You don’t have to be under an umbrella at the beach or on a cruise to the Galapagos to get a feel for the real Ecuador. You merely have to get out of Dodge (in this case, Quito), let your mind wander and allow the diverse experiences of Ecuador wash over you. Where else in the world can you hit the healing waters of a mountainside spa, the mangroves of a jungle oasis and the heritage of a traditional hacienda all in one trip? Nowhere, that’s where.
Get your head in the clouds
Off in the distance or staring you in the face, the Andean Highlands are a marvel, running north-south straight through the country. The region is a jumble of glacial mountaintops, high plains and valleys, quaint communities and four different chains of volcanoes, many of them active.
In the town of Otavalo, visitors wander through the largest outdoor market in South America, taste-test local foods and examine the renowned handmade cloth, maybe even popping into a weaver’s workshop. Tradition runs deep here. Nearby Hacienda Pinsaqui, a historic heritage home has been welcoming guests since 1790, including South America’s saviour Simón Bolívar and art legend Frida Kahlo. Seven generations in the same family, the hacienda’s rich history and warm hospitality are evident at every turn, including the trophy-filled Equestrian Bar, the only original part of the house left standing after the 1868 earthquake.
“Take the waters” in spa town
Baños in south-central Ecuador has two different reputations: as both a spa town and an adventure hub, two hats it wears very well. It is located in the foothills of the Tungurahua volcano, which has been known to erupt from time to time. And thanks to the volcano, the mineral-rich hot springs make Baños a mecca for spa-goers – and there are plenty to choose from. Treat yourself to a relaxing massage after a day of hiking, but be sure to visit the public baths at some point to get a real feel for the town, taking the waters with the townspeople.
Adventure sports like paragliding, canyoneering, rafting, kayaking and ziplining top the list of offerings at many of the tour companies within and just outside Baños. Young tourists and locals also flock here to take advantage of the hilltop hikes through the region’s vast national parkland.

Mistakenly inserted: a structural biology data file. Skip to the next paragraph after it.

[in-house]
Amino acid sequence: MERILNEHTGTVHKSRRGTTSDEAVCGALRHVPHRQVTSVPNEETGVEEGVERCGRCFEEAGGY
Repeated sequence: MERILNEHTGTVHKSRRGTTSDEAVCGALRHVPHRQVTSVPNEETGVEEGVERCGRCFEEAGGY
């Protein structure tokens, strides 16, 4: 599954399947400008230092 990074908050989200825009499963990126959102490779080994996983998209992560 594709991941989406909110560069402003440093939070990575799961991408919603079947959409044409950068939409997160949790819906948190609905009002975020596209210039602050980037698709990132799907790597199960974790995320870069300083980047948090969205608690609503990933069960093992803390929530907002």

This tourist town actually has a third hat: as a Roman Catholic religious centre. There is a waterfall in town where the Virgin Mary is said to have appeared, an event which still has people making a pilgrimage to it throughout the year.
Carve out quality city time.
You very likely begin and end your journey in the capital city of Quito, which, like other large centres, is made up of little neighbourhoods, each with its own unique essence. The churches, museums and heritage buildings of Old Town are a no-brainer to check out (weekends tend to be more crowded). La Marsical comes alive at the end of the workday, when the younger crowd heads to the bars and restaurants near Plaza Foch. Calle de la Ronda is good for a traditional Ecuadorian light snack and a few glasses of wine at cocktail hour.
Regarding the cuisine, the traditional food is both reasonably priced and delicious: fried chicken, grilled fish and churrasco beef sit alongside fried potatoes, flavoured rice or deep-fried plantain. Challenge your taste buds by braving the street food; pick the stalls that have a crowd around them. Remember that regardless of how unappetizing something might sound – i.e. the above-mentioned beetle larvae – you might enjoy it quite a lot. And if you don’t, at least you have a story to tell when you get home.
Go when it suits you best.
Happily, you can visit Ecuador all year round, with two seasons offering different environments: The green season months from December to May are the wettest, but they are also the warmest. June to November is the dry season, which tends to be cooler and less crowded.